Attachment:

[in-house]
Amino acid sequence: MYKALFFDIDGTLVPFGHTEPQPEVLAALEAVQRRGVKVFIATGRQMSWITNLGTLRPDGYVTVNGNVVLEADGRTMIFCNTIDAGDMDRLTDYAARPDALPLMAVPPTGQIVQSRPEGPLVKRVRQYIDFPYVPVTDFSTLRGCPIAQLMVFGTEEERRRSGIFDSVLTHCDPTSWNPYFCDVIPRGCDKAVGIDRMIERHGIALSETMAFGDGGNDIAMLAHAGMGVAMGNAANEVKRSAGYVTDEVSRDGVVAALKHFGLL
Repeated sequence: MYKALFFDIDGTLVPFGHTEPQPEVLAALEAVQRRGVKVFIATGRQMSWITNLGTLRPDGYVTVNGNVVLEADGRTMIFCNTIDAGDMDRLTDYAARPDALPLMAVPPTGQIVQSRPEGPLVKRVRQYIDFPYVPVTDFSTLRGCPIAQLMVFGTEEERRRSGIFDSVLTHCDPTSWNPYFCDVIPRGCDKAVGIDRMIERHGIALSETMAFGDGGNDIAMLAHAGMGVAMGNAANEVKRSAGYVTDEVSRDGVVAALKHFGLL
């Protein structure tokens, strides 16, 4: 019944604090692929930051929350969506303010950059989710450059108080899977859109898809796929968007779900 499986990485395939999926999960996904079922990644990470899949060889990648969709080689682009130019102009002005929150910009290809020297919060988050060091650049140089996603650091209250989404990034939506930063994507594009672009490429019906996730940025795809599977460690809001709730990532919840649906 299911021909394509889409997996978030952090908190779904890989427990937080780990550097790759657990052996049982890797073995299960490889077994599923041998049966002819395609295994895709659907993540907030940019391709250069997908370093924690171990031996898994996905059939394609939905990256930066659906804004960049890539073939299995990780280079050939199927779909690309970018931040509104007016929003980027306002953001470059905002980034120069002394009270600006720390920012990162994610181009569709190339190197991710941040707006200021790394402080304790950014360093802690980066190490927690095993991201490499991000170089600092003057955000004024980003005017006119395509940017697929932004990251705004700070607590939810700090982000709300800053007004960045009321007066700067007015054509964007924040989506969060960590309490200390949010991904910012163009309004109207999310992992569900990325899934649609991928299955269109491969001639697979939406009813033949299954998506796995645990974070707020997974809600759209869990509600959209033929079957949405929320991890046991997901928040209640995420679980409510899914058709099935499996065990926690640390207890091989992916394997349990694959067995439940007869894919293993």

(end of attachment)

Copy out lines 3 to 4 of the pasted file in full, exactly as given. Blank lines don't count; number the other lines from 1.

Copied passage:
Repeated sequence: MYKALFFDIDGTLVPFGHTEPQPEVLAALEAVQRRGVKVFIATGRQMSWITNLGTLRPDGYVTVNGNVVLEADGRTMIFCNTIDAGDMDRLTDYAARPDALPLMAVPPTGQIVQSRPEGPLVKRVRQYIDFPYVPVTDFSTLRGCPIAQLMVFGTEEERRRSGIFDSVLTHCDPTSWNPYFCDVIPRGCDKAVGIDRMIERHGIALSETMAFGDGGNDIAMLAHAGMGVAMGNAANEVKRSAGYVTDEVSRDGVVAALKHFGLL
């Protein structure tokens, strides 16, 4: 019944604090692929930051929350969506303010950059989710450059108080899977859109898809796929968007779900 499986990485395939999926999960996904079922990644990470899949060889990648969709080689682009130019102009002005929150910009290809020297919060988050060091650049140089996603650091209250989404990034939506930063994507594009672009490429019906996730940025795809599977460690809001709730990532919840649906 299911021909394509889409997996978030952090908190779904890989427990937080780990550097790759657990052996049982890797073995299960490889077994599923041998049966002819395609295994895709659907993540907030940019391709250069997908370093924690171990031996898994996905059939394609939905990256930066659906804004960049890539073939299995990780280079050939199927779909690309970018931040509104007016929003980027306002953001470059905002980034120069002394009270600006720390920012990162994610181009569709190339190197991710941040707006200021790394402080304790950014360093802690980066190490927690095993991201490499991000170089600092003057955000004024980003005017006119395509940017697929932004990251705004700070607590939810700090982000709300800053007004960045009321007066700067007015054509964007924040989506969060960590309490200390949010991904910012163009309004109207999310992992569900990325899934649609991928299955269109491969001639697979939406009813033949299954998506796995645990974070707020997974809600759209869990509600959209033929079957949405929320991890046991997901928040209640995420679980409510899914058709099935499996065990926690640390207890091989992916394997349990694959067995439940007869894919293993």